This new version of the "HSS" Stratocaster configuration, converted me personally over from the traditional three single coil Strat. Over the last 40 or so years I have owned several Strat's. My two favorites, an early 70"s Bullit Trussrod model and a Fender Custom shop '59 Re-Issue. Both with Maple fretboards. I always had the attitude that the Strats were for that unique Tone they delivered and the Gibson's were for the thick creamy tones. This new version of the Stratocaster by Fender adds some of that thick creamy tone without losing the usual Strat range of sounds. Playability and finish detail are on par with that Custom Shop model, however, at a reasonable price point. I am going to reprint a review from Guitar Player Magazine, as I think it is is very accurate and spot on. Given the added tonal range Fender added to this model, it may well be the best value model in the Stratocaster current line-up. As you will note, Guitar Player awards an Editors Pick, here at Blues Guitar Center it is a definate "Old Bluesdog Paw of approval" guitar, highly reccomended.
Our story begins, oddly enough, with Norlin-era Gibson in 1980, where engineer Tim Shaw was tasked with designing a humbucker that would restore the company’s Les Paul and ES-335 reissues to some shade of their former glory. The results are widely considered to be the best vintage-voiced pickups Gibson produced since the early ’60s. Fast forward to 2015 and Shaw is Director of R&D at Fender. So where do they go when it’s time to concoct a great ’bucker for the American Standard Stratocaster? Bingo! The result is the new Fender American Standard Stratocaster HSS Shawbucker, a guitar that packs a boatload of history from the two biggest names in electric guitars.
As has its predecessors, the 2015 American Standard differs from vintage-reissue Strats in its incorporation of several modern features: it has a flatter 9.5" fingerboard radius, headstock trussrod adjustment, roller string tree, die-cast tuners with staggered-height posts, a 22-fret neck with extension “lip,” and a two-post synchronized tremolo (albeit now with vintage-style stamped-steel saddles). The neck and middle pickups are the Custom Shop’s respected Fat ’50s, but the real wallop arrives in the aforementioned Shawbucker in the bridge position. To help them play nice together Shaw has also spec’d a custom dual-ganged Volume control with a 250kΩ potentiometer for the two single-coils and a 500kΩ pot for the bridge pickup, avoiding tones that are either too strident from the former or too dull from the latter.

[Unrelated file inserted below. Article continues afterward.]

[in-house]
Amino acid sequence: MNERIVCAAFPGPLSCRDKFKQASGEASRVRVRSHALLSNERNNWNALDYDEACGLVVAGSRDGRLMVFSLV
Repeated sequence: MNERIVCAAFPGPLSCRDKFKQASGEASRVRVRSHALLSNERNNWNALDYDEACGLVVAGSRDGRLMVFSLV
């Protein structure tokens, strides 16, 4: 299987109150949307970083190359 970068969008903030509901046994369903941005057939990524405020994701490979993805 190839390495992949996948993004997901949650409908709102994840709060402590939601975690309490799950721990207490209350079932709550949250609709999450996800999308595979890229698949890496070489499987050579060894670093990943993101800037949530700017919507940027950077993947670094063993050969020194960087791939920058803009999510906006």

Of his intentions for this pickup, Shaw tells us: “I know what the original [PAF] spec was and I’ve obviously spent time looking at modern variations. This is a case where forensics really weren’t required. This humbucker is definitely wound at the lower end of the output spectrum [it read 7.05kΩ on my meter], and, as a result, there’s a lot of clarity. They have kind of a ‘chest voice’ to them, a breathiness that works real well.” Also, Shaw adds, “These pickups are deliberately not potted, but they’re wound pretty tight to avoid microphonic feedback. That allows a whole lot of expression that you don’t get when you wax the crap out of them.”
The fit, finish, and setup of our test guitar were all superb, and its polyurethane finish achieved a lovely gloss without being glopped on too heavily. The frets were smoothly dressed with nary a sharp end to be found, and if the thin-ish neck profile wasn’t my personal favorite, I had no issues with its smooth playability. Amped through a Two-Rock Studio Pro 35 and a hand-wired Marshall JTM-45 repro, this American Standard sounded sweet and snappy in all neck-to-middle positions, ably hinting at the springy, bitey Derek and the Dominos tones or thicker, bouncier SRV voicings that so many players seek from a Strat. The bridge position definitely cranked up the attitude, but—and this was impressive—without losing the guitar’s essential Stratiness.
There was enough beef from the Shawbucker to push either amp into a sweetly tactile, chewy breakup for classic-rock or snarly rootstwang, and it sang beautifully with an Analogman Prince of Tone overdrive kicked in for more grind—and with no squeal unless I pushed it irresponsibly close to the speaker cab. All in all, it’s a “modern” Strat, yes, but with more vintage-inspired character than many incarnations of American Standards past. A superbly versatile American-made guitar, the Stratocaster HSS Shawbucker earns an Editors’ Pick Award.